Tumi Mogorosi: Group Theory: Black Music | album review

Jazz and gospel are close relatives. From the middle of the 19th century to the beginning of the 20th century, each developed from a mixture of influences with a common ancestor: the spiritual. Ironically, given this shared lineage and the upbringing of many players in the black church, few major jazz artists have wholeheartedly embraced the aesthetic ability and expressive power of this central facet of gospel: the choir. . There has long been a place for the jazz singer, for the instrumental soloist, but since the early innovators of the genre emphasized individual virtuosity and soloing rather than collective improvisation, the power of a unified and arranged group of singers was largely avoided in favor of something rooted in a more individualistic expression. Although the collective spirit of the work song and the spiritual will remain a major factor, the raw individuality of the blues and the syncopated complexity of ragtime will take precedence, essentially leaving the choir in the vicinity of the church. That being said, later in the 20th century, with the rise of freer and more exploratory jazz, some artists attempted to reconnect with these distant relatives. Max Roach would innovate by employing a choir of sixteen singers on the years 1962 It’s time, while others like Andrew Hill, Billy Harper and Donald Byrd would follow with their own efforts. Joining this lineup of artists is South African drummer Tumi Mogorosi with Group theory: black music, a joint publication by Mushroom Hour Half hour & New floor.

On Group theory: black music, Mogorosi, whose credits include work with Shabaka and the Ancestors and The Wretched, is joined by a host of players from the ever-exciting South African jazz scene. Dalisu Ndlazi (bass), Tumi Pheko (trumpet), Reza Khota (guitar) and Mthunzi Mvubu (alto saxophone) are joined sporadically by singers Siya Mthembu and Gabi Motuba while pianist Andile Yenana features on four of the eleven tracks. These actors all operate in the foreground while a nine-person chorus takes over large sections of Mogorosi’s operatic compositions.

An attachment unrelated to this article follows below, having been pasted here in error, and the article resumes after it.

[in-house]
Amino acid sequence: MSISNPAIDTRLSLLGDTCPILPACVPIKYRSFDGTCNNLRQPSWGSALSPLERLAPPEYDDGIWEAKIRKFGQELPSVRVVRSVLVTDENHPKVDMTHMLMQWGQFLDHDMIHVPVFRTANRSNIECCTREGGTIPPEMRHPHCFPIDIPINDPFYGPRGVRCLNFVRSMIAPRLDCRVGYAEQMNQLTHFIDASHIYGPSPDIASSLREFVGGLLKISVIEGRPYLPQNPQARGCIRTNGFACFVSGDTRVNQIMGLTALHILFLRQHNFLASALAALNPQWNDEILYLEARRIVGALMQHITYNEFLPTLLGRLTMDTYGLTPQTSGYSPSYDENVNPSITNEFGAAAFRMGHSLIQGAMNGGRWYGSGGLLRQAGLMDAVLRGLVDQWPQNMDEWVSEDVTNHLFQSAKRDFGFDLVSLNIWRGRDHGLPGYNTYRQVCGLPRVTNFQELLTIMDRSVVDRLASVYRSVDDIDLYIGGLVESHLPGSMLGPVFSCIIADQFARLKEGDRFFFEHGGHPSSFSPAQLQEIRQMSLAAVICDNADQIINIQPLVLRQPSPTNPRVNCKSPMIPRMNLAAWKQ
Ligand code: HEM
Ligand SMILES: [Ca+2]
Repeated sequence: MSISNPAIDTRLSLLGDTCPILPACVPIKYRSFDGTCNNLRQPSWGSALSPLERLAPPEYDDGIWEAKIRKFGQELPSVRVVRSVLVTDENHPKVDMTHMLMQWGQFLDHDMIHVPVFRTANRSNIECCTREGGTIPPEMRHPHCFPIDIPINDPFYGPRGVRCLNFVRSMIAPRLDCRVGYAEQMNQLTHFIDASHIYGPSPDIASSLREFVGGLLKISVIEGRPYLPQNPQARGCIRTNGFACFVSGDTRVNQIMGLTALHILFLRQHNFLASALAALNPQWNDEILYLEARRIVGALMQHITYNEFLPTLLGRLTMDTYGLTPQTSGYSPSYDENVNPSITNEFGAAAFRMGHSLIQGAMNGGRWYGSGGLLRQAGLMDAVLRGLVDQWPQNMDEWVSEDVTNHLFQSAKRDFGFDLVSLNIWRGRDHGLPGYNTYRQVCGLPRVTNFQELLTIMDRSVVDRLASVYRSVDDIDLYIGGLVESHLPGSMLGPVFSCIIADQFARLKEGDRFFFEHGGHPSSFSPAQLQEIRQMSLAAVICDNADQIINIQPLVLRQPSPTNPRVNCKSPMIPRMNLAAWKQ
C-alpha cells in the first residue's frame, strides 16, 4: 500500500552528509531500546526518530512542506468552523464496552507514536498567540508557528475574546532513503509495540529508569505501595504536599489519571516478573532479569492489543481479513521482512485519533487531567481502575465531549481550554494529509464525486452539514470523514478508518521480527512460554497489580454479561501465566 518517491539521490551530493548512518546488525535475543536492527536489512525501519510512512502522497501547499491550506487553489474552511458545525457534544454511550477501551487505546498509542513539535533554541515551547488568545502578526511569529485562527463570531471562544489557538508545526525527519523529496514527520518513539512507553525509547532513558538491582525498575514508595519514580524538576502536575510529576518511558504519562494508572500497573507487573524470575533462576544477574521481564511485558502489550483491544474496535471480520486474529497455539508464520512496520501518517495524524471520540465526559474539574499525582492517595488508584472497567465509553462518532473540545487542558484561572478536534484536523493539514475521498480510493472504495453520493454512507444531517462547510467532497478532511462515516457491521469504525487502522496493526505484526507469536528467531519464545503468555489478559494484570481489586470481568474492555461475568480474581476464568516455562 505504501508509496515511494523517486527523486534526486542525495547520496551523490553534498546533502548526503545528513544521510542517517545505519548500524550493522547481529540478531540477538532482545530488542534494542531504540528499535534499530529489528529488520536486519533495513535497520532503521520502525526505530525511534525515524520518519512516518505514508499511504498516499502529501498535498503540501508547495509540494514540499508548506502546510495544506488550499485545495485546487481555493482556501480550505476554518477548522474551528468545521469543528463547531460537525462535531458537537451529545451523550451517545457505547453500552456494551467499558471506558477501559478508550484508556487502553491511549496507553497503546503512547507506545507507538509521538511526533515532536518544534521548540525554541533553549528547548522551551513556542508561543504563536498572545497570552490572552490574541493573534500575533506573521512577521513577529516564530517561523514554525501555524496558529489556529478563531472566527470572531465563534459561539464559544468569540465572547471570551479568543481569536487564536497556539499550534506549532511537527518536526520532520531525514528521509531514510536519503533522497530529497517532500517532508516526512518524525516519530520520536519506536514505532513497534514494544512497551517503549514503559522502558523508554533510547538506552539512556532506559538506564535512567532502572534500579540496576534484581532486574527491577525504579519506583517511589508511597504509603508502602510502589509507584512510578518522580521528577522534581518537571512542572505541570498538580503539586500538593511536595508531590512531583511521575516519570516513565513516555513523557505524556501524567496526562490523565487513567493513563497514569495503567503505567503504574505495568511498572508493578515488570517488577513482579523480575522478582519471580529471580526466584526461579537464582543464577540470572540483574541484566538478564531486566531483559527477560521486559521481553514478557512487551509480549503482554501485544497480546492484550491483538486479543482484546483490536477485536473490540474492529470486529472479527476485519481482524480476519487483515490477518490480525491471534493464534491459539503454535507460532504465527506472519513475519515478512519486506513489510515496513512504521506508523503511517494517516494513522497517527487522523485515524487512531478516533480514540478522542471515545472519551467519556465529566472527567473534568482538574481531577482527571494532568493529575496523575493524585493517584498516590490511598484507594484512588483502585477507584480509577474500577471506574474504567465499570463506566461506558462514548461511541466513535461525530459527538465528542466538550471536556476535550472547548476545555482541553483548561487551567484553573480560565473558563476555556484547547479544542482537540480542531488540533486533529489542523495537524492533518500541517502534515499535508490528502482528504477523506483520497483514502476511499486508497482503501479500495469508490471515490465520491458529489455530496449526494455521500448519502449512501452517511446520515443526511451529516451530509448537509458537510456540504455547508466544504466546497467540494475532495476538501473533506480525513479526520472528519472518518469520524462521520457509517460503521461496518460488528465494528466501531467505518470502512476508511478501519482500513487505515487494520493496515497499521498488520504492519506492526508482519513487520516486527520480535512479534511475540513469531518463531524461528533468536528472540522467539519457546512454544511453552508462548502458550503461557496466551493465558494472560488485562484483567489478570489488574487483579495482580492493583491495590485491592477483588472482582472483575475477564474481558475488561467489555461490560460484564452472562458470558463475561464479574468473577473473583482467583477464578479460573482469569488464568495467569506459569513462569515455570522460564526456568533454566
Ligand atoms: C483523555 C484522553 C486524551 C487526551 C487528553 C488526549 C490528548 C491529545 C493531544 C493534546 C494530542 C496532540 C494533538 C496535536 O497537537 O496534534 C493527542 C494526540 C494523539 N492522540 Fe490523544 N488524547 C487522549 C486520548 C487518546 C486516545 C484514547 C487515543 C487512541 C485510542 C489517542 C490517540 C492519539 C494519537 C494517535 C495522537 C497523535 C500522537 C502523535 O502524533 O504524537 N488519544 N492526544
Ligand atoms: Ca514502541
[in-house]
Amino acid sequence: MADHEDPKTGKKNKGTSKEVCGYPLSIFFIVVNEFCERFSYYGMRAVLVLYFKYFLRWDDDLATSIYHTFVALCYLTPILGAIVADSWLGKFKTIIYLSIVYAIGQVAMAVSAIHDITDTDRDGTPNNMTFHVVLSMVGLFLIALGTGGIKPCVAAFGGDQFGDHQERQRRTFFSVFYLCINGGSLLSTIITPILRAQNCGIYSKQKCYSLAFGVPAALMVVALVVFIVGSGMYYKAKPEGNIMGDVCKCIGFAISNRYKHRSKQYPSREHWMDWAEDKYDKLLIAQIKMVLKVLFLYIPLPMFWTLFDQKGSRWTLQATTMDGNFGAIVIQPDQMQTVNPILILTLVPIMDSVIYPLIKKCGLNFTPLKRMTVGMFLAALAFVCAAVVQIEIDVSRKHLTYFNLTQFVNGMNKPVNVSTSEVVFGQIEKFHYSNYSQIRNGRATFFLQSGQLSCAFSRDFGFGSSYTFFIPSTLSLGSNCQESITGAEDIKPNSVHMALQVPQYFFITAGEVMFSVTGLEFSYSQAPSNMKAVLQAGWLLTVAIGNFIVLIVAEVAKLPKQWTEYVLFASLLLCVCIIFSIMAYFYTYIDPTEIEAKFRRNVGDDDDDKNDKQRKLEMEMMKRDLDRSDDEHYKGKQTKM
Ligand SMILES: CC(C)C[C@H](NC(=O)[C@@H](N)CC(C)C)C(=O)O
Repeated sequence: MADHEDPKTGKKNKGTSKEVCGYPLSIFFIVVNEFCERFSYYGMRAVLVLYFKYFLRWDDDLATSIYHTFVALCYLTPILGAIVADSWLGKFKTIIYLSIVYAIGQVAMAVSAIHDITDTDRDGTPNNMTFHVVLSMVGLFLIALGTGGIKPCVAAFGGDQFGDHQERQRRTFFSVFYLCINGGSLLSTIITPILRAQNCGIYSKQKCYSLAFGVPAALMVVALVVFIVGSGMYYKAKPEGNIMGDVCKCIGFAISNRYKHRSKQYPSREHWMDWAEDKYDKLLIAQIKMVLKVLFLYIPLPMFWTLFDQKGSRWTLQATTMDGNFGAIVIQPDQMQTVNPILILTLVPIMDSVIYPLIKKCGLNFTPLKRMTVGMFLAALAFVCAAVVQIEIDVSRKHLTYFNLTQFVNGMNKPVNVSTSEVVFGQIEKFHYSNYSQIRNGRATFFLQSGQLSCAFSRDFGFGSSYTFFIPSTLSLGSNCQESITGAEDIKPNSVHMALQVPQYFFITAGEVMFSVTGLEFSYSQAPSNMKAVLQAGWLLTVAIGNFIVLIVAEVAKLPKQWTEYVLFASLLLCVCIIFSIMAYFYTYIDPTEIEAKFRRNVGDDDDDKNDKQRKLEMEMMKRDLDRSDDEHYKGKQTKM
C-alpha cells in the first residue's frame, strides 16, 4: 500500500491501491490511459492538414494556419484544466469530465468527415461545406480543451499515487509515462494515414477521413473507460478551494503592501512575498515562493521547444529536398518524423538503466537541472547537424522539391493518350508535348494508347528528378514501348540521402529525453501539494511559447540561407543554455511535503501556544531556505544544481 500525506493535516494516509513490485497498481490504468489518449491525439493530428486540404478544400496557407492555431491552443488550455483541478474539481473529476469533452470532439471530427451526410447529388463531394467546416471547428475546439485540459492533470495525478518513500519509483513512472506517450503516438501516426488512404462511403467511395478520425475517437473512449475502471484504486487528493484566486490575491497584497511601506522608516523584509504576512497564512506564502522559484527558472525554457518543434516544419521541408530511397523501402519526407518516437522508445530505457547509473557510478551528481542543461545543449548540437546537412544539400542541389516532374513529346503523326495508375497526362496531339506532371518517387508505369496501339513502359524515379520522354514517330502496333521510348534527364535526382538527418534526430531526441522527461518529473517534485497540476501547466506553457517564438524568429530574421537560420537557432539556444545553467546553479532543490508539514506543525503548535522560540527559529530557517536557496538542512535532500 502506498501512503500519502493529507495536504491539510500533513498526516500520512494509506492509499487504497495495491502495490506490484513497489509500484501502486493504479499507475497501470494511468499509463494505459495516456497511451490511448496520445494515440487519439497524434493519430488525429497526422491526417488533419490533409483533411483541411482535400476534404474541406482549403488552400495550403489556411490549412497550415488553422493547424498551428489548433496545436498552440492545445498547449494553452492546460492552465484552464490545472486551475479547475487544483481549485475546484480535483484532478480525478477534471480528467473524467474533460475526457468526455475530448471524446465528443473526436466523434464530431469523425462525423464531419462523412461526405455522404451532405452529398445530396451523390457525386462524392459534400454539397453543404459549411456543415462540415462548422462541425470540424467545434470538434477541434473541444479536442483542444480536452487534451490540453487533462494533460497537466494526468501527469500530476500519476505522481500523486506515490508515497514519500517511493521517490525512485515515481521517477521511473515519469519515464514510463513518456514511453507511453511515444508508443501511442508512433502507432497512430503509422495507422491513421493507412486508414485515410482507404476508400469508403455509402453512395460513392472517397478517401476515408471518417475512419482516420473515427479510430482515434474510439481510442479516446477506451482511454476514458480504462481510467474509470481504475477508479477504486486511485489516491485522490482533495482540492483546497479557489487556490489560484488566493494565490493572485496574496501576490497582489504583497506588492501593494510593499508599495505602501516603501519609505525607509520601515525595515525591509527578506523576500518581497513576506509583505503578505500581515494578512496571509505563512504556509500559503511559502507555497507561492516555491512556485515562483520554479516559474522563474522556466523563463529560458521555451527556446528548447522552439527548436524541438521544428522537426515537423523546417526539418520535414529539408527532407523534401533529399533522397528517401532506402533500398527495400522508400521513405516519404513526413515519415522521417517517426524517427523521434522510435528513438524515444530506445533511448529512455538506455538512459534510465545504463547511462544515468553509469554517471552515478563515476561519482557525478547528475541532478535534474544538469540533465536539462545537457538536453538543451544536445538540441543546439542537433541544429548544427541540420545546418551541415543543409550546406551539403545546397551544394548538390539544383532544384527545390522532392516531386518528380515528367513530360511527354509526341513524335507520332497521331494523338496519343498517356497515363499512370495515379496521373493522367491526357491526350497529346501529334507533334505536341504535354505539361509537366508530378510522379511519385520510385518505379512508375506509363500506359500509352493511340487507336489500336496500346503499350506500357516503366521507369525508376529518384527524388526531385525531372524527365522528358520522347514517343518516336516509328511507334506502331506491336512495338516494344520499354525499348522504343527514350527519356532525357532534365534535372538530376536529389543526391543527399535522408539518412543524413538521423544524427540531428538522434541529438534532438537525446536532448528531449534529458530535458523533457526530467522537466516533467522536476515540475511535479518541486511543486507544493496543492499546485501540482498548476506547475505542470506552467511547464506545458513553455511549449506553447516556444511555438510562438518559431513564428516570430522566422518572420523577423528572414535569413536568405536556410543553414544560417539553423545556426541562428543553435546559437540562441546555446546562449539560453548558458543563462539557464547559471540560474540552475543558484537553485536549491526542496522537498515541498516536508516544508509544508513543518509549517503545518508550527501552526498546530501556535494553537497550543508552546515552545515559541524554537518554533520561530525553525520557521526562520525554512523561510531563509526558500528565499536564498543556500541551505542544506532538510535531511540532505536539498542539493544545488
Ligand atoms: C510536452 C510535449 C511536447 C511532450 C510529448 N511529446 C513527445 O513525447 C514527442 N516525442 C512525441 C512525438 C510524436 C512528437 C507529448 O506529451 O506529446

From the jump, the chorus – a bit like on Roach It’s time-gives the impression of singing in the moments preceding a major eschatological event. There is a distinct angst and dissonance running through the vocal melodies and collective timbre of the band; a sense that we are either approaching some kind of spiritual ascendancy or facing an existential fate, eternal damnation. Fortunately, each time the choir moves away, Mogorosi strikes a more intimate and inviting tone with his quintet of musicians. This sometimes striking duality creates an engaging and stimulating interaction.

But even when the choir seems absent, its presence is felt, ready to remind you of the great ambitions of the record. Whether on the formidable first match “Wadada”; the two beautiful renditions of the ancient spiritual norm, “Sometimes I feel like a motherless child”; the climax, “Mom”; or the powerful finale assisted by Lesego Ramplolokeng, Mogorosi synthesizes several musical lineages in a global vision of black music. Nowhere else today will you hear the urgent, pointillist percussion of post-bop sitting comfortably alongside gospel-inspired renditions of ancient spirituals; the improvisations of the solos of the quintet, alongside the collective power of an arranged choir. It is bold and exciting work.

Mogorosi is also very aware of the social dimension of the choir, because he said in a statement accompanying the album“There is this idea of ​​a mass, of bringing people together, which has a political implication. And the lyrical voice has both a presence and a capacity to shout, a capacity for affect. The instrumental group can maintain the intensity of this affect, and the choir can go beyond improvisation, towards common melodies that everyone can be part of. What Mogorosi has achieved here is a grand, thoughtful and genuinely bold attempt to bring together two immensely powerful black art forms, a radical statement from one of the many talents emerging from the South African scene.


Label: Mushroom Hour Half Hour/New Ground

Year: 2022


Similar albums:

tumi mogorosi group theory review
tumi mogorosi group theory review

Noah Sparks

Noah Sparkes is a British writer specializing in film, television and music. With a particular interest in the intersection of culture, politics and history, Noah has written in a variety of media.

Sharon D. Cole